5. Preference Share: This forms part of a company’s share capital and usually gives preference shareholders a fixed dividend and fixed share of the company’s equity (subject to there being sufficient available profits) 6. Ordinary Shares: This is the riskiest part of a LBOs capital structure. However, ordinary shareholders will enjoy majority of the upside if the company is successful. VALUE GENERATION THROUGH LBO Every restructuring programme must generate some additional values for the business, owners, shareholders etc. So an LBO exercise also creates certain
additional values for various groups involved in such an operation. The sources of value generated are as follows:
(a) Reduction in agency cost is the most important sources of value in an LBO. An
LBO refers to take a public corporation to private. In case of a public corporation, the management is different from owners. In practice, however, the management sometimes takes some suboptimal decisions without the prior approval of its owners, which are proved to be costly and detrimental to the growth of the firm and beneficial to the management. On the contrary, when a public corporation goes private, the owners and management are the same and in all cases, the management takes decisions which are not only cost effective, but also for the growth of the organization. Agency cost refers to the difference of the firm value when management and owners are the same than that of the firm value when different groups function as owners and managers. An LBO exercise tries to eliminate such agency cost that is considered as value gain for a restructured firm.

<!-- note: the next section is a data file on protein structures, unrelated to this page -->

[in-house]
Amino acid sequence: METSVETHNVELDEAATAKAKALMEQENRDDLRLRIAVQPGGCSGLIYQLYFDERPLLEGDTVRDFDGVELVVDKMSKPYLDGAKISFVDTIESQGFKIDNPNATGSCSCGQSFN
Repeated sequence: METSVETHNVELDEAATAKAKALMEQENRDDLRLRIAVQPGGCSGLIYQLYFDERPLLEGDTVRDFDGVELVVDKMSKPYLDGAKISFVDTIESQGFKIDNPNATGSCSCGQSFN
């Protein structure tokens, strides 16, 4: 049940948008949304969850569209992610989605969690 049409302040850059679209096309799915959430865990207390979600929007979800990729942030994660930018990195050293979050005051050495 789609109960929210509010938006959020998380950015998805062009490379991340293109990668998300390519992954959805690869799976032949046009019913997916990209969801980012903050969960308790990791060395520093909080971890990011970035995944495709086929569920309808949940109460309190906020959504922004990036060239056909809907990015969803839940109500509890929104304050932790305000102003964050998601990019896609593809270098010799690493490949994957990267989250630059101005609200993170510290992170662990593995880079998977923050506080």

(b) The second source of value gain is associated with efficiency. It is argued that a
private firm is much more efficient in taking decisions relating to a changing environment than that of a public corporation, where every decision is not required to be ratified by the general body before implementation. Thus, action can be taken more speedily since major new programmes do not have to be justified by detailed studies and reports to the board of directors. It is this efficiency in decision –making that creates value for an LBO.
(c) Another source of value gain in case of an LBO is tax benefits as in such an